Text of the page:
The Mass has four parts altogether - the Introductory Rites, the Liturgy of the Word, the Liturgy of the Eucharist and the Concluding Rites. The two main parts of the Mass are the Liturgy of the Word and the Liturgy of the Eucharist. These two are so closely connected that they form one single act of worship. Let's look this week at the Liturgy of the Word. When the Sacred Scriptures are read in Church, God himself speaks to his people. The treasures of the Bible are opened to us. In the First Reading, God is gradually revealing himself to his Chosen People. The Responsorial Psalm helps us create an atmosphere of prayer. The Second reading is always taken from one of the Letters in the New Testament or from the Book of Revelation. They give us a glimpse into the attempts of the early Christians to follow the ways of Christ. The Proclamation of the Gospel is always about Christ and what he has said and done. We stand as an outward expression of joy for the Good News. Before the Gospel is proclaimed, all present make a threefold Sign of the Cross on their forehead, lips and heart. The priest, in the Homily, shows how the Word of God is relevant to our lives. He helps them hear Christ's voice and see Christ's face in the sacred text. Having listened to the Word of God in the readings, we rise to give public witness to the faith of our Baptism as we pray the Creed. The Liturgy of the Word concludes with the Bidding Prayers. We offer our prayer for persons that we will perhaps never know. Our concern for others expands our hearts and directs our love outside of ourselves. A good practice suggestion is to have a look at the Sunday Readings before attending Mass.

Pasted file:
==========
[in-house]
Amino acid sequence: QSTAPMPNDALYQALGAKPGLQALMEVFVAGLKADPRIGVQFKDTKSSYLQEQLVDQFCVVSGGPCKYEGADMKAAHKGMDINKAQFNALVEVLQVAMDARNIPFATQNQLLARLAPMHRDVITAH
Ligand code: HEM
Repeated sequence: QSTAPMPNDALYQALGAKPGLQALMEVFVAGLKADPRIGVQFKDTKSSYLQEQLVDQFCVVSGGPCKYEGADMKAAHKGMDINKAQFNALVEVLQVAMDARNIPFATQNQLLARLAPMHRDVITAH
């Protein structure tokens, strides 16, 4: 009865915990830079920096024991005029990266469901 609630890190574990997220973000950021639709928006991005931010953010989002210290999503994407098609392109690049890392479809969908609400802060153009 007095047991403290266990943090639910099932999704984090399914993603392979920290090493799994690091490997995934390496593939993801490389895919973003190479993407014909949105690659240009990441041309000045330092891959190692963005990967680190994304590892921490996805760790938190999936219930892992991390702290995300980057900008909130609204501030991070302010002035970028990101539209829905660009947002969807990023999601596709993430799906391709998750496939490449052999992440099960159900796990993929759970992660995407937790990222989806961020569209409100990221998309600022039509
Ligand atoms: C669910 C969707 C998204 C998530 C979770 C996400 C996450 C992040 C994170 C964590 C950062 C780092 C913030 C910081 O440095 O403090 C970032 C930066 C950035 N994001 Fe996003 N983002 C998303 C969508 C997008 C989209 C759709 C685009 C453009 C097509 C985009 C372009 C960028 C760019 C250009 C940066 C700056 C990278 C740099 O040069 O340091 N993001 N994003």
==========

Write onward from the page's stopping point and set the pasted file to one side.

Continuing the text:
Before dawn one Friday morning, I noticed a young man, handsome and strong, walking the alleys of our City. He was pulling an old cart filled with clothes and he was calling in a loud voice "Rags! Rags! New rags for old! I take your tired rags! Rags!" "Now, this is a wonder" I thought to myself, for the man stood six-feet-four and his arms were like tree limbs, hard and muscular and his eyes flashed intelligence. Could he find no better job than this, to be a ragman in the inner city? I followed him - and I wasn't disappointed. Soon the ragman saw a woman sitting on her back porch. She was sobbing into a handkerchief, sighing and shedding a thousand tears. her heart breaking. The ragman stopped his cart. "Give me your rag" he said so gently "and I'll give you another." He slipped the handkerchief from her eyes. She looked up and he laid across her palm a linen cloth so clean and new that it shined. Then, as he began to pull his cart again, the ragman did a strange thing. He put her stained handkerchief to his own face and then he began to weep, to sob grievously as she had done, his shoulders shaking. Yet she was left without a tear. In a little while, when the sky showed grey behind the rooftops and I could see the shredded curtains hanging out black windows, the ragman came upon a girl whose head was wrapped in a bandage, whose eyes were empty. Blood soaked her bandage. A single line of blood ran down her cheek. Now the tall ragman looked upon this child with pity and he drew a lovely yellow bonnet from his cart. "Give me your rag" he said, tracing his own line on her cheek "and I'll give you mine." The child could only gaze at him while he loosened the bandage, removed it and tied it to his own head. The bonnet he set on hers - and I gasped at what I saw - for with the bandage went the wound! Against his brow it went a darker, more substantial blood - his own! "Rags! Rags! I take old rags!" cried the sobbing, bleeding, strong intelligent ragman. After that he found a drunk, lying unconscious beneath an army blanket, an old man, hunched and sick. He took that blanket and wrapped it round himself but for the drunk he left new clothes - and now I had to run to keep up with the ragman. I needed to see where he was going in such haste, perhaps to know what drove him so. He climbed a hill. Then he sighed. He lay down. He pillowed his head on a handkerchief. He covered his bones with an army blanket - and he died. I sobbed myself to sleep. I can come to love that ragman. I did not know that I slept through Friday night and Saturday and its night, too. But then, on Sunday morning, I was wakened by a violence. Light - pure, hard, demanding light - slammed against my sour face and I blinked and I looked and I saw the last and the first wonder of all. There was the ragman - no sign of sorrow nor of age and all the rags that he had gathered shined for cleanliness. Well I lowered my head and trembling for all that I had seen, I myself walked up to the ragman. I told him my name with shame for I was a sorry figure next to him. Then I took off all my clothes in that place and I said to him with dear yearning in my voice "Dress me." He dressed me. My Lord, he put new rags on me and I am a wonder beside him. The ragman, the ragman, the Christ!